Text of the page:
Washington State officials have announced that they will screen potential farm hands for immigration violations before matching them to jobs. During the screening process, they will not use the federal verification system, making the matter more of a gesture than actual action.
The state's referral process ties into the federal H-2A guest-worker program that allows farmers to recurit foreign labor if there is a shortage. The program ensures that there is indeed a worker shortage before allowing farmers to look elsewhere.
Last year, the U.S. Department of Labor notified states that they needed to ensure workers' documents were legit before referring them to jobs. Workers needed to complete a federal I-9 or use the government's E-Verify system. But several states, including Washington, have resisted citing budget and legal concerns.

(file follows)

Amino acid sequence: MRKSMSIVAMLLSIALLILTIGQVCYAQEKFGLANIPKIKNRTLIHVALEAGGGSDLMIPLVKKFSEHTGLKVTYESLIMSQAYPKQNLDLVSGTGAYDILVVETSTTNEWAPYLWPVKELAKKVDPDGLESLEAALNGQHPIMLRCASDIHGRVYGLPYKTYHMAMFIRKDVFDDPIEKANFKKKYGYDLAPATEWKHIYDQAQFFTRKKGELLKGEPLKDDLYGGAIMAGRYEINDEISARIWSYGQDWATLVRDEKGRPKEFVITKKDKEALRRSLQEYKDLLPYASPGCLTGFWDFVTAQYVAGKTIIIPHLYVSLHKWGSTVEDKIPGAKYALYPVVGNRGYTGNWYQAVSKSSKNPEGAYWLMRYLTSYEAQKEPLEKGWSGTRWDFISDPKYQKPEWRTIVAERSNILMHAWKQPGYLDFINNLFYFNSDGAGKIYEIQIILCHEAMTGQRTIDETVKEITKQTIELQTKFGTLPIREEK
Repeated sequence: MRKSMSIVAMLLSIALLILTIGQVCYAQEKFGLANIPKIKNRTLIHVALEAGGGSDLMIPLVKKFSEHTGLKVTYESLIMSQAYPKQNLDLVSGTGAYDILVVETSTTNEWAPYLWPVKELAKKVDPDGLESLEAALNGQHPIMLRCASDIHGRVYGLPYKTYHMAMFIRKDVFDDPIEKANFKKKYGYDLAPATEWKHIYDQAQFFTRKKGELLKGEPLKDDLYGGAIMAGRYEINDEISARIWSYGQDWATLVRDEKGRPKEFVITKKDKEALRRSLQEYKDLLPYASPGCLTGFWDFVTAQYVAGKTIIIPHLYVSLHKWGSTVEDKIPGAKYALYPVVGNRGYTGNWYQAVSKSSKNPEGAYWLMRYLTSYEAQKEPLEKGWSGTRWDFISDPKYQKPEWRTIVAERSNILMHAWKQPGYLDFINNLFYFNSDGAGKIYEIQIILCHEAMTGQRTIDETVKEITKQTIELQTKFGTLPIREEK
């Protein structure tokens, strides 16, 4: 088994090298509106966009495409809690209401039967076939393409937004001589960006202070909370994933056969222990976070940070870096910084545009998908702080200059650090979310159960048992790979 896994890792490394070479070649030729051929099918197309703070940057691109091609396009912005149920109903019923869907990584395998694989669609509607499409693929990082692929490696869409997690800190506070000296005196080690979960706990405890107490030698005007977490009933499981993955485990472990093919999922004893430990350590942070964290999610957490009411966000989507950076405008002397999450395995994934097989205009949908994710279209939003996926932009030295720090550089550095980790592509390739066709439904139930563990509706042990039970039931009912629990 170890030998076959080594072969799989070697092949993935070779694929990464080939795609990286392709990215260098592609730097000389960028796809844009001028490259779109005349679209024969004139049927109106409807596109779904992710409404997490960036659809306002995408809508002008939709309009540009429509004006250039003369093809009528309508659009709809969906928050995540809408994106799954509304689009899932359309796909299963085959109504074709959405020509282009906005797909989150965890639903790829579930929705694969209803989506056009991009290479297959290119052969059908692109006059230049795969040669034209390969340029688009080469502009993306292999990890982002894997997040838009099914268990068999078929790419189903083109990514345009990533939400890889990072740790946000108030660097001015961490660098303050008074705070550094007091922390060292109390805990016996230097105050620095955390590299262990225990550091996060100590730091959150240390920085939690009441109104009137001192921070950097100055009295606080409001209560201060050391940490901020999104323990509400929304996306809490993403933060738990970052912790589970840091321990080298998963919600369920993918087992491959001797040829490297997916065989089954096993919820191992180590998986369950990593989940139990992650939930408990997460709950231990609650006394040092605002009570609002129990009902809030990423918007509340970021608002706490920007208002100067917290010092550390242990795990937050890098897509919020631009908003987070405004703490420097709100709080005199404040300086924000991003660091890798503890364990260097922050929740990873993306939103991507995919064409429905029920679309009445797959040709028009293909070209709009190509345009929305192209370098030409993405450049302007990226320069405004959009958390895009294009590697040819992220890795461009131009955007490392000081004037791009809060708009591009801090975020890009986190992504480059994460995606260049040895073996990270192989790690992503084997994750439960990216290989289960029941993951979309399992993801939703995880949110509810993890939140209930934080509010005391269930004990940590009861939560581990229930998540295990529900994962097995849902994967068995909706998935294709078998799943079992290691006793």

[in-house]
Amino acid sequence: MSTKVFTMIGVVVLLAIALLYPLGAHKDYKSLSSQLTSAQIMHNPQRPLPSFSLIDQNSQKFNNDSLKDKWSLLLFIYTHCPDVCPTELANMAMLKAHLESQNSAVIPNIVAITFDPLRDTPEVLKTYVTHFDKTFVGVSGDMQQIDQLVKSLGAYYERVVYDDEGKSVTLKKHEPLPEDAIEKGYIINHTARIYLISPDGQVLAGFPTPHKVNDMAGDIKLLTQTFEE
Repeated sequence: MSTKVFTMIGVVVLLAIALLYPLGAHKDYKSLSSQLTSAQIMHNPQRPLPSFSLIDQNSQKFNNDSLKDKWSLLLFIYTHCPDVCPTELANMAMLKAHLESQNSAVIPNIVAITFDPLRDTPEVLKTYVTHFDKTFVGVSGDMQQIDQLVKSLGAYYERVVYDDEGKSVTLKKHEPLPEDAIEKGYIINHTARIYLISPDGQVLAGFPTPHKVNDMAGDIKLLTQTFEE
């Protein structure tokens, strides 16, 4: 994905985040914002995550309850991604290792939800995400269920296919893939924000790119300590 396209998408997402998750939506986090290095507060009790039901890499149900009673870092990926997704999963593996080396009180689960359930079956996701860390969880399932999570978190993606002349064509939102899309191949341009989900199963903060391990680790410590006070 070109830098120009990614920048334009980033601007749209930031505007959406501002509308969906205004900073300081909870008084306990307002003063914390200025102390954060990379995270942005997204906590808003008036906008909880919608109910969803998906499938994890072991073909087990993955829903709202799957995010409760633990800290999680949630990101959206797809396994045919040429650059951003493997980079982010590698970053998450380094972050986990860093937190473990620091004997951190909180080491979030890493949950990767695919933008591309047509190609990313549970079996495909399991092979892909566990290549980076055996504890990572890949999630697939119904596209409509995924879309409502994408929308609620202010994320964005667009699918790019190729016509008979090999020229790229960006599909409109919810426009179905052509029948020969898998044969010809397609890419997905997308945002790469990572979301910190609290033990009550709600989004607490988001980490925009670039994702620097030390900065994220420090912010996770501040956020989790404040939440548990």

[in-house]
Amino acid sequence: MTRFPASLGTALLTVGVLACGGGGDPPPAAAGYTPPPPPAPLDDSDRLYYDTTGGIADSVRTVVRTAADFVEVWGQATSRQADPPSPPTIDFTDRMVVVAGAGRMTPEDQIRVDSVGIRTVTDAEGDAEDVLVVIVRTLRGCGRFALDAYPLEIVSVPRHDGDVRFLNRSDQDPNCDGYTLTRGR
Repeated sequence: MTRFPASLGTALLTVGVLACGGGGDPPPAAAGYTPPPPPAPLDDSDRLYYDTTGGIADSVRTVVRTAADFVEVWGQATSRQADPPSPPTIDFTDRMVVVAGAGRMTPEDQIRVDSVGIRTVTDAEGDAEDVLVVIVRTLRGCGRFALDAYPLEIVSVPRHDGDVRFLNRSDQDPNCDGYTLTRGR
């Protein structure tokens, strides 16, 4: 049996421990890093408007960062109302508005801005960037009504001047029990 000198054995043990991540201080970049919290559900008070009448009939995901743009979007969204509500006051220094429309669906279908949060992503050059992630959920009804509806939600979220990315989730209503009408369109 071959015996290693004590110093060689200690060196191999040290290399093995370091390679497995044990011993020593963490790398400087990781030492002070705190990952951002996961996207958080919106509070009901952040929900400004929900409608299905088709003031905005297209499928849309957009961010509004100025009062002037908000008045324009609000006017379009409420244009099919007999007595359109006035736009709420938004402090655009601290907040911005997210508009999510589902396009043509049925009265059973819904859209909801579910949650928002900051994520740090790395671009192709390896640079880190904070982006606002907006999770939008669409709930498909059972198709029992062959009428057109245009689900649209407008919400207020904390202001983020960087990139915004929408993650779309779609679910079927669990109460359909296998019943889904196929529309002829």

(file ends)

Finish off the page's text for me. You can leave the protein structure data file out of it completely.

Beginning in 2009, the state will record the referred worker's I-9s, but most of the burden is still being put on the farmers who need to ensure they are hiring legal workers. Sheryl Hutchinson, who is the spokeswoman for the state Employment Security Department said the Department of Labor has approved the plan.
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Updated: Thu, May 14th 2009 @ 10:49am EDT